Google Cloud’s Identity and Access Management (IAM) service lets you create and manage permissions for Google Cloud resources. Cloud IAM unifies access control for Google Cloud services into a single system and provides a consistent set of operations.

You can add roles to users and restrict the utilization over cloud resources. Such as give read permission to all, and write permission to certain users.

For more information,


Cloud Monitoring:

Cloud Monitoring provides visibility into the performance, uptime, and overall health of cloud-powered applications.

Cloud Monitoring collects metrics, events, and metadata from Google Cloud, Amazon Web Services, hosted uptime probes, application instrumentation, and a variety of common application components including Cassandra, Nginx, Apache Web Server, Elasticsearch, and many others.

Cloud Monitoring ingests that data and generates insights via dashboards, charts, and alerts. Cloud Monitoring alerting helps you collaborate by integrating with Slack, PagerDuty, HipChat, Campfire, and more.

1.Install the monitoring and logging agents:

An Agents collect data and then send or stream info to Cloud Monitoring in the Cloud Console.

The Cloud Monitoring agent is a collected-based daemon that gathers system and application metrics from virtual machine instances and sends them to Monitoring. By default, the Monitoring agent collects disk, CPU, network, and process metrics.

(In multitasking computer operating systems, a daemon is a computer program that runs as a background process, rather than being under the direct control of an interactive user.)

Install agents on a VM:

1.Run the Monitoring agent install script command in the SSH terminal of your VM instance to install the Cloud Monitoring agent.

curl -sSO
sudo bash

sudo apt-get update

sudo apt-get install stackdriver-agent

2.Run the Logging agent install script command in the SSH terminal of your VM instance to install the Cloud Logging agent

curl -sSO
sudo bash

sudo apt-get update

sudo apt-get install google-fluentd

For more information,

2.Create an uptime check:

Uptime checks verify that a resource is always accessible. For example, create an uptime check to verify your VM is up.

3.Create an alerting policy:

Use Cloud Monitoring to create one or more alerting policies. Alerting gives timely awareness to problems in your cloud applications so you can resolve the problems quickly.

To create an alerting policy, you must describe the circumstances under which you want to be alerted and how you want to be notified.

For more information,


Cloud Functions:

Cloud Functions is a serverless execution environment for building and connecting cloud services. With Cloud Functions you write simple, single-purpose functions that are attached to events emitted from your cloud infrastructure and services.

Your Cloud Function is triggered when an event being watched is fired. Your code executes in a fully managed environment. There is no need to provision any infrastructure or worry about managing any servers.

Cloud Functions are written in Javascript and execute in a Node.js environment on Google Cloud. You can take your Cloud Function and run it in any standard Node.js runtime which makes both portability and local testing a breeze.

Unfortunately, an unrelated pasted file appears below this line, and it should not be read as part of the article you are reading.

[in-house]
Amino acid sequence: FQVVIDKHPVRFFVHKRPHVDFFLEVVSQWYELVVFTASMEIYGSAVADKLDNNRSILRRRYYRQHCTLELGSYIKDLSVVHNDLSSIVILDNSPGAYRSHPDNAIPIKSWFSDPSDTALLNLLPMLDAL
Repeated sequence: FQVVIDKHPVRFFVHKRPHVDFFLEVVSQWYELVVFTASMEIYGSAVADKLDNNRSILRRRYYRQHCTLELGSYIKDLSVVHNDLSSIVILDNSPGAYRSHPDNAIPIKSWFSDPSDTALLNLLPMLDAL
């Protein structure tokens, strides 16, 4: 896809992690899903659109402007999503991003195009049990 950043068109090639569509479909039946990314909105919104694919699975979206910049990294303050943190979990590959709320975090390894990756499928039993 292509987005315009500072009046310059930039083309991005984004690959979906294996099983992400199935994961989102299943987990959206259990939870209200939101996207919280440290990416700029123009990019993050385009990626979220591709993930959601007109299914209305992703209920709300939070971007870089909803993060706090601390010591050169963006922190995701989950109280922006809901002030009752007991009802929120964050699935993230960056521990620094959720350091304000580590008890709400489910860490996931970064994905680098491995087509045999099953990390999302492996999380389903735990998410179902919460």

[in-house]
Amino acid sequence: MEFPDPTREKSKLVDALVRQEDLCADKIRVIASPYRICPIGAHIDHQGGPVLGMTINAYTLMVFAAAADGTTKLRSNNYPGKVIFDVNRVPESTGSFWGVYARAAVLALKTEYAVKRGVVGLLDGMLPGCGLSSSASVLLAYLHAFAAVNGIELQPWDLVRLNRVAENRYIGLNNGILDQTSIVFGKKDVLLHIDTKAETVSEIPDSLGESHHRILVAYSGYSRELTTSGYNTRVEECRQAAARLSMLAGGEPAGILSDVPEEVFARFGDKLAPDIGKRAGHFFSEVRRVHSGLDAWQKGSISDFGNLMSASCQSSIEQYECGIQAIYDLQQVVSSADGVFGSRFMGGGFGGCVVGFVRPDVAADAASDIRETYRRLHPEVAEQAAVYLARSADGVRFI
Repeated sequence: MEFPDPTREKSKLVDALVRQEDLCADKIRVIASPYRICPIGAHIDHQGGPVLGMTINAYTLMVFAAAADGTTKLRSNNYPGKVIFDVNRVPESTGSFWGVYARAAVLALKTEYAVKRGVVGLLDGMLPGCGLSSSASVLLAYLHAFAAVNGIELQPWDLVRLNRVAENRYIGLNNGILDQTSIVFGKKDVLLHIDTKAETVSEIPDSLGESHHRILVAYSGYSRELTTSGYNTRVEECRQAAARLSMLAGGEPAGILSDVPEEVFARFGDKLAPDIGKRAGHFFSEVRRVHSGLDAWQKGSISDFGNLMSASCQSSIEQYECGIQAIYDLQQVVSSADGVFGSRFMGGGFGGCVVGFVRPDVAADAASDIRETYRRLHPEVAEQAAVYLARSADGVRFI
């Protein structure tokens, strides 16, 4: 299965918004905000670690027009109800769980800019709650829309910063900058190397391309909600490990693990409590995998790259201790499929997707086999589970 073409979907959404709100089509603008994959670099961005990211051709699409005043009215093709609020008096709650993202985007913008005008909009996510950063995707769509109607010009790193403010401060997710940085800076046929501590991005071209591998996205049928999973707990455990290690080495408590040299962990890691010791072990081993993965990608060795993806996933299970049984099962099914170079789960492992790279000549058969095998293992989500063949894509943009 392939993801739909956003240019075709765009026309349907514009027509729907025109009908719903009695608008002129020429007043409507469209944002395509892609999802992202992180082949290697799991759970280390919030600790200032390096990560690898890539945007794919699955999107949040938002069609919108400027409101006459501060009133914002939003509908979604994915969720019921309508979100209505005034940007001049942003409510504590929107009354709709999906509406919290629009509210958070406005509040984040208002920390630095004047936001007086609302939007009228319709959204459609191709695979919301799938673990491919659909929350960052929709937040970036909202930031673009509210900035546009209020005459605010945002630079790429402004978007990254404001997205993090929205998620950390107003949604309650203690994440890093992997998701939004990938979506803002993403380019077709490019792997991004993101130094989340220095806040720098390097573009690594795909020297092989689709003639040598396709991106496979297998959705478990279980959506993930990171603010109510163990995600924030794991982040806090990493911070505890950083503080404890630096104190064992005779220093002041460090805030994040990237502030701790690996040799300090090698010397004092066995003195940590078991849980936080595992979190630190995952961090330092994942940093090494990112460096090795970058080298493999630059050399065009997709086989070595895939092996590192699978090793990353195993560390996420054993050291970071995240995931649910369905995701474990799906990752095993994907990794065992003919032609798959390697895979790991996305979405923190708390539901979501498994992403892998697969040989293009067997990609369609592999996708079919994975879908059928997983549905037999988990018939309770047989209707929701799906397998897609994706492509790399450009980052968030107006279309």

Cloud Functions provides a connective layer of logic that lets you write code to connect and extend cloud services.

1.Events and Triggers:

Cloud events are things that happen in your cloud environment. These might be things like changes to data in a database, files added to a storage system, or a new virtual machine instance being created.

Events occur whether or not you choose to respond to them. You create a response to an event with a trigger. A trigger is a declaration that you are interested in a certain event or set of events. Binding a function to a trigger allows you to capture and act on events.

For more information



Cloud Functions removes the work of managing servers, configuring software, updating frameworks, and patching operating systems. The software and infrastructure are fully managed by Google so that you just add code. Furthermore, provisioning of resources happens automatically in response to events. This means that a function can scale from a few invocations a day to many millions of invocations without any work from you.

For more information,


Use cases:

The fine-grained, on-demand nature of Cloud Functions also makes it a perfect candidate for lightweight APIs and web-hooks.

Pub/ Sub :

Google Cloud Pub/Sub is a messaging service for exchanging event data among applications and services. A producer of data publishes messages to a Cloud Pub/Sub topic. A consumer creates a subscription to that topic. Subscribers either pull messages from a subscription or are configured as web-hooks for push subscriptions. Every subscriber must acknowledge each message within a configurable window of time.

With Pub/ Sub you can ,

  1. Set up a topic to hold data.
  2. Subscribe to a topic to access the data.
  3. Publish and then consume messages with a pull subscriber.
  4. View the message

For more information,


Firewall Rules:

You can create custom firewall rules with custom tags

The default-allow-internal firewall rule allows traffic on all protocols/ports within the default network. You want to create a firewall rule to allow traffic from outside this network to only the blue server, by using the network tag web-server.

Make sure to include the /0 in the Source IP ranges to specify all networks.